A Rocha's cofounders Peter and Miranda Harris were in their early thirties when they identified the collapse of the biosphere as the issue of our times and decided to give their lives to that cause. With a big vision, next to no resources, and in a context of skepticism and apathy, they and their three small children moved to Portugal in 1983 together with another family, Les and Wendy Batty, and their two daughters. 40 years later, A Rocha's commitments and character are the same, expressed in a multitude of creatively contextualised forms around the world. And the biosphere is in severe crisis. How do we live with our smallness and the scale of the problems? What part can we play in God’s restoration of the world and what can only God fix now? If you have wrestled with these questions, we are sure you will find this conversation a source of deep comfort and inspiration. To discover more of A Rocha's story, you might enjoy Peter's books, Under the Bright Wings and Kingfisher's Fire, and Miranda's book, cowritten with Jo, A Place at the Table.


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Ep 33: Godwin Evenyo Dzekoto – collaborative conservation and why humans can be both the problem & the solution

It is the poorest of this world who suffer the worst impacts of biodiversity loss and climate change. But we'd be wrong to think the vulnerable are passive in suffering and without agency or hope. This is a conversation that will leave you in awe of human resilience and the goodness of God in spite of the painful reality. Godwin leads A Rocha Ghana’s work in the north of the country, in and around Mole National Park. The Savannah Region is a beautiful but harsh landscape and severely economically deprived. A Rocha has helped local communities see that their survival is dependent on the well-being of the entire ecosystem, and the choices they make today have consequences that will play out for better or worse in times to come. And together, they are working for a better future for all.


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Ep 32: Prarthini Selveindran - Reading the world with wonder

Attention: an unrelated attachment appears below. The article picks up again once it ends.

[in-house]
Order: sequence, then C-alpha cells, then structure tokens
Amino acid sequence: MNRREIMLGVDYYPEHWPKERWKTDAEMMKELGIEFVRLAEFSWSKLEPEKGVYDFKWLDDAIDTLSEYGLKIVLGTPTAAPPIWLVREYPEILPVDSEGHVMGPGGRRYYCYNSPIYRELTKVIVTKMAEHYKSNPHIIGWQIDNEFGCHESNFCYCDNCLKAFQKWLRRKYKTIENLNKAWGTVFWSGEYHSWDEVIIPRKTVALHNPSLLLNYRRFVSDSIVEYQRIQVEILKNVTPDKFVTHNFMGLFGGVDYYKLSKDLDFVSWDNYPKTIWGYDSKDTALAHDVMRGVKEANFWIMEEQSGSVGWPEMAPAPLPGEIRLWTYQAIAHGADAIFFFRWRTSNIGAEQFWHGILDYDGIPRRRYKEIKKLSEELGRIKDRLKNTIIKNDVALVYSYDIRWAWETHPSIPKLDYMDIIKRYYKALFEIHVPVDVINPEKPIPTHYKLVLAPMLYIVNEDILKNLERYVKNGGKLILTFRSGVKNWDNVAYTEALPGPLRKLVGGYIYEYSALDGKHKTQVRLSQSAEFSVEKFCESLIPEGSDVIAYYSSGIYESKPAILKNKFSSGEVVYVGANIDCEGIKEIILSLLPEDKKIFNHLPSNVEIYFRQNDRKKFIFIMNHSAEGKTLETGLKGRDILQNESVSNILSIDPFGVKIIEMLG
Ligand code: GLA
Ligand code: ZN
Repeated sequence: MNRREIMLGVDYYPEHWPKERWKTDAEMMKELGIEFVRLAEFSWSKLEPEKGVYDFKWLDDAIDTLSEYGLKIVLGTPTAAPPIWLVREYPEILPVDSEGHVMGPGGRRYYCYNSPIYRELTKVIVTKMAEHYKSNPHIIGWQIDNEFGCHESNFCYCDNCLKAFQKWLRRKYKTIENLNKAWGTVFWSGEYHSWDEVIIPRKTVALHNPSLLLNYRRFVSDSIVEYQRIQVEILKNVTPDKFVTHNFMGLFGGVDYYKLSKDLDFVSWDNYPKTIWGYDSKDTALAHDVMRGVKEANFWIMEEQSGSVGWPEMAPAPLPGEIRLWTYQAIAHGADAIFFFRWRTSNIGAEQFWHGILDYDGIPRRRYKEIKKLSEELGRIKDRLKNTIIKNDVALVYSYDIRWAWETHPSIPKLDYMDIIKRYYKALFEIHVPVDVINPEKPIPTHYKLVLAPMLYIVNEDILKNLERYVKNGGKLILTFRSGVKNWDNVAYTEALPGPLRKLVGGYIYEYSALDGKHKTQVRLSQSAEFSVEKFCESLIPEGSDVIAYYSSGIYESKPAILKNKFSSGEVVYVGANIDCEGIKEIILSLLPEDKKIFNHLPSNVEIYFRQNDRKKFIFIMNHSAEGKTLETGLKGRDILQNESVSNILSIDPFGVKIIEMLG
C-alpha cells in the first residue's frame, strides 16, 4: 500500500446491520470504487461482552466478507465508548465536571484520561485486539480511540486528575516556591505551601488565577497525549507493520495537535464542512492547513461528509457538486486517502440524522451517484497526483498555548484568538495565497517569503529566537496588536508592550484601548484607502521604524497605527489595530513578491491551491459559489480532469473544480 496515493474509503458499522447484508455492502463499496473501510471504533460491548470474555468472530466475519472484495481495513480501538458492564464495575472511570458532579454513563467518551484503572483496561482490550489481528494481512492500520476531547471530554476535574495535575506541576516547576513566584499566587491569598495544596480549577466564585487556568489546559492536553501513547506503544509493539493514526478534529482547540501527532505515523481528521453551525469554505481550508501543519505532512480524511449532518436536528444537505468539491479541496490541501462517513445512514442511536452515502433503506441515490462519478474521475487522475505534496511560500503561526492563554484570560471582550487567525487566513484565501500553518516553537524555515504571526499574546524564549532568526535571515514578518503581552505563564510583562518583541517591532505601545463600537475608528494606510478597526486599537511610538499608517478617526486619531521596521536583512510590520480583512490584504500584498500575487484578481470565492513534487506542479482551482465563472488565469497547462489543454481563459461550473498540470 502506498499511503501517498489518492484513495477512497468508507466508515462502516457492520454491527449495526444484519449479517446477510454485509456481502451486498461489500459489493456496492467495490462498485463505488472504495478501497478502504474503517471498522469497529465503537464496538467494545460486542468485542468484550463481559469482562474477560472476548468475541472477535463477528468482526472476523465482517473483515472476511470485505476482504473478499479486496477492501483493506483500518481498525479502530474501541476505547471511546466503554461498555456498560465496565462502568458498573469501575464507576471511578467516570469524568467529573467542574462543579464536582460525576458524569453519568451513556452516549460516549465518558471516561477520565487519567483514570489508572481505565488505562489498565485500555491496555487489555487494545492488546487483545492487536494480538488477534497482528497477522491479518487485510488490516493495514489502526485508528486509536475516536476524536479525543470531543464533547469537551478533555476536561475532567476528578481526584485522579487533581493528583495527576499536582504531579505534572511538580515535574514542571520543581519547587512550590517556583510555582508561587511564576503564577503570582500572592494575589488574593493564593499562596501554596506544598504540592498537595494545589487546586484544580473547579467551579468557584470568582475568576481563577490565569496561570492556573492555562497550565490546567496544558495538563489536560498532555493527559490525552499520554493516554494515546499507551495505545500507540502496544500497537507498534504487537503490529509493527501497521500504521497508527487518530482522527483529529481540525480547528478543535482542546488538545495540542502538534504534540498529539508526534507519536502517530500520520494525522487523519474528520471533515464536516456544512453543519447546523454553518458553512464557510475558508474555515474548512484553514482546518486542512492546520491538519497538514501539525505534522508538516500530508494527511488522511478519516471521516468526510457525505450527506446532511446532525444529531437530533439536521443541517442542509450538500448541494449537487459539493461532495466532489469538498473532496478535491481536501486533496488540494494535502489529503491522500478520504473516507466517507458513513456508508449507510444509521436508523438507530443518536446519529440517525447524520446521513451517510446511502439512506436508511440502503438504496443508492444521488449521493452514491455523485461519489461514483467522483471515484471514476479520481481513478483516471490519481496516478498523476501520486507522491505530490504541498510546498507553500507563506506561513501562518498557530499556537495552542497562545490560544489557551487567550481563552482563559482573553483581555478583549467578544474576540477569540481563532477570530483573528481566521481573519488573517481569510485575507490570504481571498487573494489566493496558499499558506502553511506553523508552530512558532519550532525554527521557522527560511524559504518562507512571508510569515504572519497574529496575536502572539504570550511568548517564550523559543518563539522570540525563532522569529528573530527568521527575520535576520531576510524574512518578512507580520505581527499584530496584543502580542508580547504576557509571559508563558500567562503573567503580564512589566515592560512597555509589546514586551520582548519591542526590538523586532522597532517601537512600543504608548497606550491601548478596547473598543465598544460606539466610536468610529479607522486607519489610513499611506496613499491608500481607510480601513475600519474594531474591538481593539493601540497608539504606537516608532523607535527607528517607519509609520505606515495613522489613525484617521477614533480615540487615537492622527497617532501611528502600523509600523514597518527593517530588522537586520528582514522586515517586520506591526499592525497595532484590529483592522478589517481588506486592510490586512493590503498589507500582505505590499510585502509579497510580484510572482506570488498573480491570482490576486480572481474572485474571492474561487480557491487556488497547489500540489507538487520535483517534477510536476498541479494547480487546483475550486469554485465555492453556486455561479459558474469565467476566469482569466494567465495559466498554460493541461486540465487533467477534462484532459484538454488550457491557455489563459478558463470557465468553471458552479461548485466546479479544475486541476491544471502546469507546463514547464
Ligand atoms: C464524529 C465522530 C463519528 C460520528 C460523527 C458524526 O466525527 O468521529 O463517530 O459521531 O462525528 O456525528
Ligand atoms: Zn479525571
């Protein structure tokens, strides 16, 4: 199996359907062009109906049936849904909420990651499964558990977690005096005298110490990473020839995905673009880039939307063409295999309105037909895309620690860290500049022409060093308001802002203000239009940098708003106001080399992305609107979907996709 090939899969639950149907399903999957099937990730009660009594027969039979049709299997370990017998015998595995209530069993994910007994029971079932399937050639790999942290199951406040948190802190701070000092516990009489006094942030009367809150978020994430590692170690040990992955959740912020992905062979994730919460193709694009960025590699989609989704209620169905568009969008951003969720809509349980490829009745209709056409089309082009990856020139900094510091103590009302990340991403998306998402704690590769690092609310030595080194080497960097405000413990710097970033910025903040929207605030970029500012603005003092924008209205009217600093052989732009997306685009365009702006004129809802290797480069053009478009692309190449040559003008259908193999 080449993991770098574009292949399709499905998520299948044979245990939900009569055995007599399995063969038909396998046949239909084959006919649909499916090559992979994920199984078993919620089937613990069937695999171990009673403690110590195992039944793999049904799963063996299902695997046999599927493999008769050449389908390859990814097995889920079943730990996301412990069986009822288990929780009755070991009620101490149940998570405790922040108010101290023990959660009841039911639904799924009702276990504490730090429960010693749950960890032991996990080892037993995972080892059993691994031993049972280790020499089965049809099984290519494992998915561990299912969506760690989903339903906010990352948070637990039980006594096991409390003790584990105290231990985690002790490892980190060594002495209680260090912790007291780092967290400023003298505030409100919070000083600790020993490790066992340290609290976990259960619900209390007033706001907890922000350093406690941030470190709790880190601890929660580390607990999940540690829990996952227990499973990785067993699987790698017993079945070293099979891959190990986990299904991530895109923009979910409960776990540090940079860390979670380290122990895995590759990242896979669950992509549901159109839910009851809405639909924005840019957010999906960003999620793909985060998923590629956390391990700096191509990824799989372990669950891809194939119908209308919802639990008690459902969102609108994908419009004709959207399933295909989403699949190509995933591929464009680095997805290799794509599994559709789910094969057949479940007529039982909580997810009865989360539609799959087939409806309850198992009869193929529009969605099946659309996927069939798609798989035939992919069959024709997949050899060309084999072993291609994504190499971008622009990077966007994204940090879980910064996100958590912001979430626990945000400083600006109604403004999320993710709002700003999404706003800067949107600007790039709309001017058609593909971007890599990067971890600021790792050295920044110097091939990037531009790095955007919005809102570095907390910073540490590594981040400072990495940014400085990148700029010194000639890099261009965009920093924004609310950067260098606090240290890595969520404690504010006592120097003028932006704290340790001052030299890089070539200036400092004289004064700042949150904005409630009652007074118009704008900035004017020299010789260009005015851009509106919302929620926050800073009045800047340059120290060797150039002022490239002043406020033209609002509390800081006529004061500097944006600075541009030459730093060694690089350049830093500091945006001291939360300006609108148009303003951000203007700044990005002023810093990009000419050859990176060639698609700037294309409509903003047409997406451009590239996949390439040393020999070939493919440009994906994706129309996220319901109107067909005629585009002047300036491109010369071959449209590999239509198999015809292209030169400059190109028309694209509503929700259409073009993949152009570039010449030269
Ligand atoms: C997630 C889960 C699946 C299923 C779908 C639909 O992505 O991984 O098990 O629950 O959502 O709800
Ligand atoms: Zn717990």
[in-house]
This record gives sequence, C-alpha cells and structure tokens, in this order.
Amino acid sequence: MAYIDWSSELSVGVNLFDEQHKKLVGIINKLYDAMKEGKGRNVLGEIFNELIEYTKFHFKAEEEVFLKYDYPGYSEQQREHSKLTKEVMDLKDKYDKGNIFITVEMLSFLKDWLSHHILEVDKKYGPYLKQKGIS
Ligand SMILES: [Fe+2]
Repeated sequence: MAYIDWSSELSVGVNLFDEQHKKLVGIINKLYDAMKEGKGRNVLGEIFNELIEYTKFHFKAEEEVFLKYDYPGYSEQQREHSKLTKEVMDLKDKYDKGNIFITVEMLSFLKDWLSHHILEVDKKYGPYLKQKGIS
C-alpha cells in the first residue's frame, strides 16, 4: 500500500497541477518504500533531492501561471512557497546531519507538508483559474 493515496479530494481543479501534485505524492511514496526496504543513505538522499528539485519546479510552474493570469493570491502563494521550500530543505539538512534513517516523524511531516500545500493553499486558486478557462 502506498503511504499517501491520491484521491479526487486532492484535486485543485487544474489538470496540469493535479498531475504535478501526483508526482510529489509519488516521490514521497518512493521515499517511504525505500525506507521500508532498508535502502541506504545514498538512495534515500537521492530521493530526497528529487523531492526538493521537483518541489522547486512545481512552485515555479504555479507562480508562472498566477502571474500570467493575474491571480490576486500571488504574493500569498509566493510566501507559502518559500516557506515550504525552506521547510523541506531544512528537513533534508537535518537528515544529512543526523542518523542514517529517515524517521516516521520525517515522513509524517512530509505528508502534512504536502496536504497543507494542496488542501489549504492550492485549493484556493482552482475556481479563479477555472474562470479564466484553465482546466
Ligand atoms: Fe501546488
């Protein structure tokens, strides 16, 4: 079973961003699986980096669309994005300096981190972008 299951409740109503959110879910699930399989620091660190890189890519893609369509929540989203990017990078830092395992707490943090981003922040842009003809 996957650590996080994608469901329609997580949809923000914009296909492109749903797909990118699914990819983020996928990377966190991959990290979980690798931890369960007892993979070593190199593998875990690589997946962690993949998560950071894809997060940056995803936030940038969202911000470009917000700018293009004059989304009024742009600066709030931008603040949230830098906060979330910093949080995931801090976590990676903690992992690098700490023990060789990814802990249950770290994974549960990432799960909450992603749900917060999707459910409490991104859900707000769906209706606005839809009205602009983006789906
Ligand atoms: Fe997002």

Do you ever find you have walked for several minutes without any awareness of your surroundings? Particularly in cities, where our senses can be overloaded, we can block out much of what is going on around us. Prarthi has always lived in urban environments so her early love of nature was fuelled by nature shows on TV rather than direct experience. But she’s learnt to be attentive, to live with a posture of curiosity and playfulness, and to learn from the book of nature. As you listen to Prarthi we think you will be inspired to do the same. We were. Prarthi really loves amphibians and reptiles—being particularly passionate about frogs and snakes. She spent most of her student life studying these (and many other) fascinating creatures and bio-systems. Her ecological learning was made all the richer during her service within the Varsity Christian Fellowship where she grew to see that earth-keeping is something God is concerned with. She is currently a Head of Ministry with the Fellowship of Evangelical Students (FES) Singapore. She also volunteers with A Rocha International and is co-editor of the book 'God's Gardeners: Creation Care Stories from Singapore and Malaysia', published as part of her work with Friends of A Rocha in Singapore.


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Ep 31: Gustavo H. R. Santos – Redefining success and introducing the A Rocha Conservation Certificate

Originally from Brazil, Gustavo draws on his previous experience coming from the business sector to the nonprofit world and challenges us to rethink how we measure success. Rather than continuous growth as the usual marker for achievement, Gustavo shares insights on what living out his Christian faith looks like and how that helps him redefine success. He describes a different way— the A Rocha way, which involves working with vulnerable places and communities, committing to deeper relationships, and learning that contentment is one of the fruits of wisdom. Gustavo also introduces the A Rocha Conservation Certificate and explains how this pioneering program will expand conservation opportunities beyond just science and conservation professionals, to make conservation more accessible for people in all professions and walks of life. Click here to learn more about A Rocha’s Conservation Certificate. Gustavo H. R. Santos serves as a Co-Chair of the A Rocha Worldwide Family Strategic Direction Working Group and as Content Developer for the Conservation Certificate. Born and raised in Brazil, he merges experiences in the corporate and nonprofit sectors and currently lives at the A Rocha Brooksdale Center with his wife Andrea, and their dog, Mokha.